Though the icon indeed “opens distance,” it never claims nor pretends to exhaust God or to produce any kind of comprehensive knowledge of the incomprehensible.

 

In recent years a number of postmodern thinkers have become interested in negative theology and Neoplatonism. For example, Jean-Luc Marion has found within negative theology an inexhaustible resource that harmonizes well with his own theological and phenomenological project. Jacques Derrida has also engaged negative theology; however, he seems to have a somewhat ambivalent attitude toward it and particularly dislikes what he interprets in Dionysius’ thought as the retention of a “transcendental signified.” As Eric Perl explains,

“Deconstruction is fundamentally a theory of signification, which attacks the (supposedly) traditional notion that a signifier (word, text, or image) refers to a signified, the meaning which itself is prior to and independent of the signifier. Derrida calls this the “transcendental signified”: the meaning underlying the expression, the archetype underlying the image, that which is not sign but “pure signified.” On the traditional assumption, any system of meaning, be it a written text or the cosmos itself, has such a transcendental signified. In the case of a text, it is the author’s intent, what he means to express; in the case of the world, understood as a system of signs, it is God” (“Signifying Nothing,” p. 125).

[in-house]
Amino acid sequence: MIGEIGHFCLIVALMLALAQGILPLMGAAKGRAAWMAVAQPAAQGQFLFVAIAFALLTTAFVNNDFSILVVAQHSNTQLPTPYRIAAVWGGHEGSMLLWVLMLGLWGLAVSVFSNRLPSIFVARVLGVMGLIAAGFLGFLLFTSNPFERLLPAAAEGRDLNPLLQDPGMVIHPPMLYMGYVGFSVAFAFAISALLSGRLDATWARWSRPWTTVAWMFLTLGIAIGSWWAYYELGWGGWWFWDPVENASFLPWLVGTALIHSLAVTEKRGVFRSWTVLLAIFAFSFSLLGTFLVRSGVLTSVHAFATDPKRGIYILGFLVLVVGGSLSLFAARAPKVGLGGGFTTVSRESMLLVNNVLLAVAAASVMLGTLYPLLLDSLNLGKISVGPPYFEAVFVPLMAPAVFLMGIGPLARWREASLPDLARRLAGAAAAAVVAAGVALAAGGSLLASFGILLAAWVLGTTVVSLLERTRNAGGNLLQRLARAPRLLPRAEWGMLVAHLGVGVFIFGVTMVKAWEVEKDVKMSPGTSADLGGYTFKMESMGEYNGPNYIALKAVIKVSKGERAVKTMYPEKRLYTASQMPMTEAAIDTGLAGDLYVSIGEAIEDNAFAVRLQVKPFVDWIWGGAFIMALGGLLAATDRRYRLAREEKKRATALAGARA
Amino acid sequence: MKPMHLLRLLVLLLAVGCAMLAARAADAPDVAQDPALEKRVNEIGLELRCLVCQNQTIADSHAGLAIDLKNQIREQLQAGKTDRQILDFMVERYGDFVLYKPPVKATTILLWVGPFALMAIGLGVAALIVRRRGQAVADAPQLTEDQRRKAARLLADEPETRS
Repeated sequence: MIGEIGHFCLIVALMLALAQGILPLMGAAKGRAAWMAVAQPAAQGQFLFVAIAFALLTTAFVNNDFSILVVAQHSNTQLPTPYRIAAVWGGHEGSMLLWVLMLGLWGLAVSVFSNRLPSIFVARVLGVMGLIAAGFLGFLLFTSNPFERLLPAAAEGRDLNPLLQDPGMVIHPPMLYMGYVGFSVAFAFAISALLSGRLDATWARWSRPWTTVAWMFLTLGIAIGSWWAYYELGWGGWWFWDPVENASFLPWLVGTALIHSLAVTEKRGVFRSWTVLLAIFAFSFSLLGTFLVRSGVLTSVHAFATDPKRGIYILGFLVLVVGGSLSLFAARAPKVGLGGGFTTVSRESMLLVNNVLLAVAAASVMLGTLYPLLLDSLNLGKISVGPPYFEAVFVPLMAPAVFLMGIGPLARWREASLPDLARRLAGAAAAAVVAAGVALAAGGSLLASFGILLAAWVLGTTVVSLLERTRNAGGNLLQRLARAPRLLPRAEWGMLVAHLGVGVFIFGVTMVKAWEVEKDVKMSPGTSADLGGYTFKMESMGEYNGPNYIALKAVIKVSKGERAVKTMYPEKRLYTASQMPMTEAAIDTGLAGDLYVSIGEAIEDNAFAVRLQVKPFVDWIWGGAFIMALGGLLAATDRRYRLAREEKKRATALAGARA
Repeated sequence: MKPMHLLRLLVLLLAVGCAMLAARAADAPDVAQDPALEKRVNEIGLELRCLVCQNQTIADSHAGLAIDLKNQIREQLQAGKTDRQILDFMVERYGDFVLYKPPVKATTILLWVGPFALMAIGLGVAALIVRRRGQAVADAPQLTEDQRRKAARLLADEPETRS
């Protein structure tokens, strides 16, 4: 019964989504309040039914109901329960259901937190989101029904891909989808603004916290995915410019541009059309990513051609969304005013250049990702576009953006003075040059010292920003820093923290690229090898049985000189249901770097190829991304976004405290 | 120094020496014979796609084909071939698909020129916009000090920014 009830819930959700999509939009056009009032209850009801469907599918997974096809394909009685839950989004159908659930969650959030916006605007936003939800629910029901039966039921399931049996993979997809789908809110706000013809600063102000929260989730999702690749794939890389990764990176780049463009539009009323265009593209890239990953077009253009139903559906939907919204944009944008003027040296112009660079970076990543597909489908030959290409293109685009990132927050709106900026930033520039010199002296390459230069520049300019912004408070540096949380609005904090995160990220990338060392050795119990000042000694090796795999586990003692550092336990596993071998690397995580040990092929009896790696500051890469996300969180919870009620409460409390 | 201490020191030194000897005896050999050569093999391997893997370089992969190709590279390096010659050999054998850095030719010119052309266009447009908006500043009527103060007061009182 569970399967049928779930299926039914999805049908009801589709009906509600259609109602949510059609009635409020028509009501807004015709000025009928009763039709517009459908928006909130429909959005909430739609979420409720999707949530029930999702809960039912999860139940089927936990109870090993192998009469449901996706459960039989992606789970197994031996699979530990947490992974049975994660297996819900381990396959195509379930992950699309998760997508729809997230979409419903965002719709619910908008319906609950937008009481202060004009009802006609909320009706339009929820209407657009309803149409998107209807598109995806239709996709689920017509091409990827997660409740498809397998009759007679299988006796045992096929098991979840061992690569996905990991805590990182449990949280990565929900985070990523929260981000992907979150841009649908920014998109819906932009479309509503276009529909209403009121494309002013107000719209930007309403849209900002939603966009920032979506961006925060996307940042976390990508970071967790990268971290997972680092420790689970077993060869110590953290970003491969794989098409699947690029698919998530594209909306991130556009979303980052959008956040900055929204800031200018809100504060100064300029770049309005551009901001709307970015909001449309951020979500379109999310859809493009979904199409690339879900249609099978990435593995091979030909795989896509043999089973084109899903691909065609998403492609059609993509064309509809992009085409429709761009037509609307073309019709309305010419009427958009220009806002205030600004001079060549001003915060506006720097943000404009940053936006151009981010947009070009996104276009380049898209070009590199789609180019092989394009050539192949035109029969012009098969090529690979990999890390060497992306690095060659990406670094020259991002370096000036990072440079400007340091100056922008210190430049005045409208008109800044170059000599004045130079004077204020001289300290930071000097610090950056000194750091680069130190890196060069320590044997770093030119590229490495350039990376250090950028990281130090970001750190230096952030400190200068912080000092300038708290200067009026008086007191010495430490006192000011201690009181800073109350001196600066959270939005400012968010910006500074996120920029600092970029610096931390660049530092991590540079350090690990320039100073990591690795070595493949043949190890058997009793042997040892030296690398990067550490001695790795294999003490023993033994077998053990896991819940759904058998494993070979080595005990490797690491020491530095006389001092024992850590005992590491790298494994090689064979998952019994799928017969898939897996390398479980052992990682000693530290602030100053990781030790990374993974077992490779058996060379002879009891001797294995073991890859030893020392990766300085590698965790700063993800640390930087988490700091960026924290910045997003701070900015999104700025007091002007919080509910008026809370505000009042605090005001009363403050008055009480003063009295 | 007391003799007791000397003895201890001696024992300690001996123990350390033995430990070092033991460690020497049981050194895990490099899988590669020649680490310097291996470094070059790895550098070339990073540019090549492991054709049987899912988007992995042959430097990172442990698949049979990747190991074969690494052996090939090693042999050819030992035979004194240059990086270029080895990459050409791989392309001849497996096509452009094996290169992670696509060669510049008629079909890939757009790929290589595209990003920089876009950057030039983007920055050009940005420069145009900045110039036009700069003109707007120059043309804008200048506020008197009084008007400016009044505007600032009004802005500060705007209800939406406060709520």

Derrida takes the description above to be characteristic of Western metaphysics, and thus his own project attempts to show that no such transcendental signified can be found outside, beyond or prior to the text or world. In the end, all we have are signs. “We can never transcend signs to arrive at a pure signified which is not itself a sign” (Ibid., p. 126). Here is where Derrida’s attraction to negative theology and Neoplatonism comes in focus. As we have seen, in Dionysian thought, God is beyond being and thought. That which can be thought exists and that which is is not God but “only an image, sign, or expression.” Hence, for Derrida, the common bond between negative theology and deconstruction is their mutual agreement that everything in the realm of existence and hence thought is sign all the way down. No transcendental signified or ultimate meaning is accessible, but remains forever deferred. “But whereas for Neoplatonism this implies that the world is infinitely meaningful, the manifestation of God, for deconstructionism it implies that the world is meaningless” (Ibid., p. 126).